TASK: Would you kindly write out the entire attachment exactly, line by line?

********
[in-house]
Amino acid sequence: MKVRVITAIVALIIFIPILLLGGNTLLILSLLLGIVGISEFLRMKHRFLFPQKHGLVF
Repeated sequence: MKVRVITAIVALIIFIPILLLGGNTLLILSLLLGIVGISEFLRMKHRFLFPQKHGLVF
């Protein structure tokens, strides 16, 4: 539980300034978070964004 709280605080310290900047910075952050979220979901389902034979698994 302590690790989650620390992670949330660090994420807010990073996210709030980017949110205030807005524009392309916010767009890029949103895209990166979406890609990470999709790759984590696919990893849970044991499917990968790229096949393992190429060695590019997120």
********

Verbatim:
[in-house]
Amino acid sequence: MKVRVITAIVALIIFIPILLLGGNTLLILSLLLGIVGISEFLRMKHRFLFPQKHGLVF
Repeated sequence: MKVRVITAIVALIIFIPILLLGGNTLLILSLLLGIVGISEFLRMKHRFLFPQKHGLVF
């Protein structure tokens, strides 16, 4: 539980300034978070964004 709280605080310290900047910075952050979220979901389902034979698994 302590690790989650620390992670949330660090994420807010990073996210709030980017949110205030807005524009392309916010767009890029949103895209990166979406890609990470999709790759984590696919990893849970044991499917990968790229096949393992190429060695590019997120």